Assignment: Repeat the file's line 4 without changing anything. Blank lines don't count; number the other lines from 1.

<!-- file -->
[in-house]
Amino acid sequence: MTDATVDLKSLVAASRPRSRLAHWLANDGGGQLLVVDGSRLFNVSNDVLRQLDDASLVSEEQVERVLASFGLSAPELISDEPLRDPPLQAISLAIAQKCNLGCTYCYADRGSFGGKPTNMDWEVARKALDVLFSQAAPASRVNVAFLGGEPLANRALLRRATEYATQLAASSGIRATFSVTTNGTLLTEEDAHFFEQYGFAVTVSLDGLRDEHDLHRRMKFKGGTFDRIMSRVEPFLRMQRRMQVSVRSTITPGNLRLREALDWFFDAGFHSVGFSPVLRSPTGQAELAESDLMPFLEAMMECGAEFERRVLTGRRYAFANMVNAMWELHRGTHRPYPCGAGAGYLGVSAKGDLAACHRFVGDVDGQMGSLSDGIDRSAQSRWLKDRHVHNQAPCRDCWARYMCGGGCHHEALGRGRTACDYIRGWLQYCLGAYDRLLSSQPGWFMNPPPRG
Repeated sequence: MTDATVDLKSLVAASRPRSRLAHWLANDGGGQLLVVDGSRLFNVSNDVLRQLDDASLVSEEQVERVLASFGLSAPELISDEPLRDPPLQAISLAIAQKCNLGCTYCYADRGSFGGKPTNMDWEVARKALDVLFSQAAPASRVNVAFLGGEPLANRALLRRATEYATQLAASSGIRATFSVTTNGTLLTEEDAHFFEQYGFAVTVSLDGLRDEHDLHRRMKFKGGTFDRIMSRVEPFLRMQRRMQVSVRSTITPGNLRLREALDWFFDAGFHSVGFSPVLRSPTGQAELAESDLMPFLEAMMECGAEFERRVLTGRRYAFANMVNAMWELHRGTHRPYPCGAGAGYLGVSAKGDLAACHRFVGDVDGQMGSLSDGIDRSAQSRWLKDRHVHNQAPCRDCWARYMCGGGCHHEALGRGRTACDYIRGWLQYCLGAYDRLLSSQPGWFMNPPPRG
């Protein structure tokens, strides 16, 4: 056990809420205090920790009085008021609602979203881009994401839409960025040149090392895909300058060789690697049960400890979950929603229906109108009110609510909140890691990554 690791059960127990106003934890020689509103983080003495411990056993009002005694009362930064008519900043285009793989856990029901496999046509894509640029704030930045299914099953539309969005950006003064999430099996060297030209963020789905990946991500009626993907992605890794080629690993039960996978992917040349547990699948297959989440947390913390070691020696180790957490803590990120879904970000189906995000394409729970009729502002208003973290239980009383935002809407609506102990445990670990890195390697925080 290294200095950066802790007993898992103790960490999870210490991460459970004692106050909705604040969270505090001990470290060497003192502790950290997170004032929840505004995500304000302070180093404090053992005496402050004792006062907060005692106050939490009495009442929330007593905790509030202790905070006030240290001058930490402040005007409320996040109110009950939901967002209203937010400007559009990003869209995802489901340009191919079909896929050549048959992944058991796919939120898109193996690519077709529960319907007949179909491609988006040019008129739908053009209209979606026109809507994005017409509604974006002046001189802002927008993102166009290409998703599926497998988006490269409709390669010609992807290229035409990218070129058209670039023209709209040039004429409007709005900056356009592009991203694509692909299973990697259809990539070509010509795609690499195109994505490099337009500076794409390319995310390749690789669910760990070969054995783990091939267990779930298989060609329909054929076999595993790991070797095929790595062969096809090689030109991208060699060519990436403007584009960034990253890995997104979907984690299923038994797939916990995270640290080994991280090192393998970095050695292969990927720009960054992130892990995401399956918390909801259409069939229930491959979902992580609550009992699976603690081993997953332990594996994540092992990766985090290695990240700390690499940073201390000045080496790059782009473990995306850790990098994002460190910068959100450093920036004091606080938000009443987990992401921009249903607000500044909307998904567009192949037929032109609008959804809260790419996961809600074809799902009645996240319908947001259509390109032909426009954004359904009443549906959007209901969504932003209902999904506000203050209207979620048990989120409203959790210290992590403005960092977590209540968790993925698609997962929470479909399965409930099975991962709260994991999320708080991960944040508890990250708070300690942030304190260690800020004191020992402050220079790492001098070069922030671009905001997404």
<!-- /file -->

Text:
């Protein structure tokens, strides 16, 4: 056990809420205090920790009085008021609602979203881009994401839409960025040149090392895909300058060789690697049960400890979950929603229906109108009110609510909140890691990554 690791059960127990106003934890020689509103983080003495411990056993009002005694009362930064008519900043285009793989856990029901496999046509894509640029704030930045299914099953539309969005950006003064999430099996060297030209963020789905990946991500009626993907992605890794080629690993039960996978992917040349547990699948297959989440947390913390070691020696180790957490803590990120879904970000189906995000394409729970009729502002208003973290239980009383935002809407609506102990445990670990890195390697925080 290294200095950066802790007993898992103790960490999870210490991460459970004692106050909705604040969270505090001990470290060497003192502790950290997170004032929840505004995500304000302070180093404090053992005496402050004792006062907060005692106050939490009495009442929330007593905790509030202790905070006030240290001058930490402040005007409320996040109110009950939901967002209203937010400007559009990003869209995802489901340009191919079909896929050549048959992944058991796919939120898109193996690519077709529960319907007949179909491609988006040019008129739908053009209209979606026109809507994005017409509604974006002046001189802002927008993102166009290409998703599926497998988006490269409709390669010609992807290229035409990218070129058209670039023209709209040039004429409007709005900056356009592009991203694509692909299973990697259809990539070509010509795609690499195109994505490099337009500076794409390319995310390749690789669910760990070969054995783990091939267990779930298989060609329909054929076999595993790991070797095929790595062969096809090689030109991208060699060519990436403007584009960034990253890995997104979907984690299923038994797939916990995270640290080994991280090192393998970095050695292969990927720009960054992130892990995401399956918390909801259409069939229930491959979902992580609550009992699976603690081993997953332990594996994540092992990766985090290695990240700390690499940073201390000045080496790059782009473990995306850790990098994002460190910068959100450093920036004091606080938000009443987990992401921009249903607000500044909307998904567009192949037929032109609008959804809260790419996961809600074809799902009645996240319908947001259509390109032909426009954004359904009443549906959007209901969504932003209902999904506000203050209207979620048990989120409203959790210290992590403005960092977590209540968790993925698609997962929470479909399965409930099975991962709260994991999320708080991960944040508890990250708070300690942030304190260690800020004191020992402050220079790492001098070069922030671009905001997404």